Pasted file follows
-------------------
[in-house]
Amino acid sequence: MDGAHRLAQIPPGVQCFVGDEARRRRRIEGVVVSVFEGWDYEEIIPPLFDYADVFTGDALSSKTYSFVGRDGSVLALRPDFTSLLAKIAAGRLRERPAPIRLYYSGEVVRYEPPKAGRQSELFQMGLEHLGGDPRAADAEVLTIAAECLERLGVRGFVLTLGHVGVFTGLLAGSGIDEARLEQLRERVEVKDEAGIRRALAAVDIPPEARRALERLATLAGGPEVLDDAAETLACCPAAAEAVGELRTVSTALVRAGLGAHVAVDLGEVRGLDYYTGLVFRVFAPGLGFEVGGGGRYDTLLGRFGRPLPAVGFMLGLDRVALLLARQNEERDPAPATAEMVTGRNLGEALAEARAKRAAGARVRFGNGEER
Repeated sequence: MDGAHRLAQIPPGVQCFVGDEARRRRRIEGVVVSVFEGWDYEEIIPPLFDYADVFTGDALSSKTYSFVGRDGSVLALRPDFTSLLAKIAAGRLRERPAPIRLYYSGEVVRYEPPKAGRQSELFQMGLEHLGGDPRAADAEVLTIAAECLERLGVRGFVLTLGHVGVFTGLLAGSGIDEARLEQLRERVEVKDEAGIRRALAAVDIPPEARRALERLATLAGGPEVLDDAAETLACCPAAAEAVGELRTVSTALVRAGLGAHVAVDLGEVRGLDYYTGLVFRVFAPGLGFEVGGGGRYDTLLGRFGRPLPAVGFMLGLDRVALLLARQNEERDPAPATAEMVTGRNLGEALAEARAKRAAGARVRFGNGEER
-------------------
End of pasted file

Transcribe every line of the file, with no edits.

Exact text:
[in-house]
Amino acid sequence: MDGAHRLAQIPPGVQCFVGDEARRRRRIEGVVVSVFEGWDYEEIIPPLFDYADVFTGDALSSKTYSFVGRDGSVLALRPDFTSLLAKIAAGRLRERPAPIRLYYSGEVVRYEPPKAGRQSELFQMGLEHLGGDPRAADAEVLTIAAECLERLGVRGFVLTLGHVGVFTGLLAGSGIDEARLEQLRERVEVKDEAGIRRALAAVDIPPEARRALERLATLAGGPEVLDDAAETLACCPAAAEAVGELRTVSTALVRAGLGAHVAVDLGEVRGLDYYTGLVFRVFAPGLGFEVGGGGRYDTLLGRFGRPLPAVGFMLGLDRVALLLARQNEERDPAPATAEMVTGRNLGEALAEARAKRAAGARVRFGNGEER
Repeated sequence: MDGAHRLAQIPPGVQCFVGDEARRRRRIEGVVVSVFEGWDYEEIIPPLFDYADVFTGDALSSKTYSFVGRDGSVLALRPDFTSLLAKIAAGRLRERPAPIRLYYSGEVVRYEPPKAGRQSELFQMGLEHLGGDPRAADAEVLTIAAECLERLGVRGFVLTLGHVGVFTGLLAGSGIDEARLEQLRERVEVKDEAGIRRALAAVDIPPEARRALERLATLAGGPEVLDDAAETLACCPAAAEAVGELRTVSTALVRAGLGAHVAVDLGEVRGLDYYTGLVFRVFAPGLGFEVGGGGRYDTLLGRFGRPLPAVGFMLGLDRVALLLARQNEERDPAPATAEMVTGRNLGEALAEARAKRAAGARVRFGNGEER